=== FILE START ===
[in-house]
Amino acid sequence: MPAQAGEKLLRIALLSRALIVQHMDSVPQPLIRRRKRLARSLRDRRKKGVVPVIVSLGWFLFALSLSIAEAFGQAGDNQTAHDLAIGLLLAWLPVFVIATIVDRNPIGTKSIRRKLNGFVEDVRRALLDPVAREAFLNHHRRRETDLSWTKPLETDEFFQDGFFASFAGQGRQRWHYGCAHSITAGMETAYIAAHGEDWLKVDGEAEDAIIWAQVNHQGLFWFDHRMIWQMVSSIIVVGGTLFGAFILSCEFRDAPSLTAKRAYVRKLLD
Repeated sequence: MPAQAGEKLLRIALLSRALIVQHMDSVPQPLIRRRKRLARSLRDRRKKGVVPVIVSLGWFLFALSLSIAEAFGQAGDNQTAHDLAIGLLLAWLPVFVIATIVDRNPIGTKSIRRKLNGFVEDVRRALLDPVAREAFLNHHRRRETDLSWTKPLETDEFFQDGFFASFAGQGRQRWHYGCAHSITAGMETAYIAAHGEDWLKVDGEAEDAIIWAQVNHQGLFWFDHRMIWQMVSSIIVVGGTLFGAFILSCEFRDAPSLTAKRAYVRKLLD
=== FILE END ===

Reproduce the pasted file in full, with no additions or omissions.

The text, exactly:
[in-house]
Amino acid sequence: MPAQAGEKLLRIALLSRALIVQHMDSVPQPLIRRRKRLARSLRDRRKKGVVPVIVSLGWFLFALSLSIAEAFGQAGDNQTAHDLAIGLLLAWLPVFVIATIVDRNPIGTKSIRRKLNGFVEDVRRALLDPVAREAFLNHHRRRETDLSWTKPLETDEFFQDGFFASFAGQGRQRWHYGCAHSITAGMETAYIAAHGEDWLKVDGEAEDAIIWAQVNHQGLFWFDHRMIWQMVSSIIVVGGTLFGAFILSCEFRDAPSLTAKRAYVRKLLD
Repeated sequence: MPAQAGEKLLRIALLSRALIVQHMDSVPQPLIRRRKRLARSLRDRRKKGVVPVIVSLGWFLFALSLSIAEAFGQAGDNQTAHDLAIGLLLAWLPVFVIATIVDRNPIGTKSIRRKLNGFVEDVRRALLDPVAREAFLNHHRRRETDLSWTKPLETDEFFQDGFFASFAGQGRQRWHYGCAHSITAGMETAYIAAHGEDWLKVDGEAEDAIIWAQVNHQGLFWFDHRMIWQMVSSIIVVGGTLFGAFILSCEFRDAPSLTAKRAYVRKLLD